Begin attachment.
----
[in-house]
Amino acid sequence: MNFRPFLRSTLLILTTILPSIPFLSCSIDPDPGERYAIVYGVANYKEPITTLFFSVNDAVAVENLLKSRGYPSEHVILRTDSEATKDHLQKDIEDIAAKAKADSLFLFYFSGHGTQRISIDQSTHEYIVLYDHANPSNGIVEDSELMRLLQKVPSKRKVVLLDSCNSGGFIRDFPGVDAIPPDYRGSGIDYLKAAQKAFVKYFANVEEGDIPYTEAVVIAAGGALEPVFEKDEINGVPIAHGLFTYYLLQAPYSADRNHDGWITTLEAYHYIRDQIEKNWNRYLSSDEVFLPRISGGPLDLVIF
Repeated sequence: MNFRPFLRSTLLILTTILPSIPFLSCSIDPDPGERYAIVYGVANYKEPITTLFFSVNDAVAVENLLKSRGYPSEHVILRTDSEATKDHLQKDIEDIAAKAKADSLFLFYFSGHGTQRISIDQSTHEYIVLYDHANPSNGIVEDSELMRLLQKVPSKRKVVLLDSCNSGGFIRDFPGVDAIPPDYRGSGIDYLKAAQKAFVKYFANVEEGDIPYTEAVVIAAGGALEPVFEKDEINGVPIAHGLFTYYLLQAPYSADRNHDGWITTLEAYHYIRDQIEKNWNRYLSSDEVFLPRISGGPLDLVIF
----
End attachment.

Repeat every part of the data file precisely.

[in-house]
Amino acid sequence: MNFRPFLRSTLLILTTILPSIPFLSCSIDPDPGERYAIVYGVANYKEPITTLFFSVNDAVAVENLLKSRGYPSEHVILRTDSEATKDHLQKDIEDIAAKAKADSLFLFYFSGHGTQRISIDQSTHEYIVLYDHANPSNGIVEDSELMRLLQKVPSKRKVVLLDSCNSGGFIRDFPGVDAIPPDYRGSGIDYLKAAQKAFVKYFANVEEGDIPYTEAVVIAAGGALEPVFEKDEINGVPIAHGLFTYYLLQAPYSADRNHDGWITTLEAYHYIRDQIEKNWNRYLSSDEVFLPRISGGPLDLVIF
Repeated sequence: MNFRPFLRSTLLILTTILPSIPFLSCSIDPDPGERYAIVYGVANYKEPITTLFFSVNDAVAVENLLKSRGYPSEHVILRTDSEATKDHLQKDIEDIAAKAKADSLFLFYFSGHGTQRISIDQSTHEYIVLYDHANPSNGIVEDSELMRLLQKVPSKRKVVLLDSCNSGGFIRDFPGVDAIPPDYRGSGIDYLKAAQKAFVKYFANVEEGDIPYTEAVVIAAGGALEPVFEKDEINGVPIAHGLFTYYLLQAPYSADRNHDGWITTLEAYHYIRDQIEKNWNRYLSSDEVFLPRISGGPLDLVIF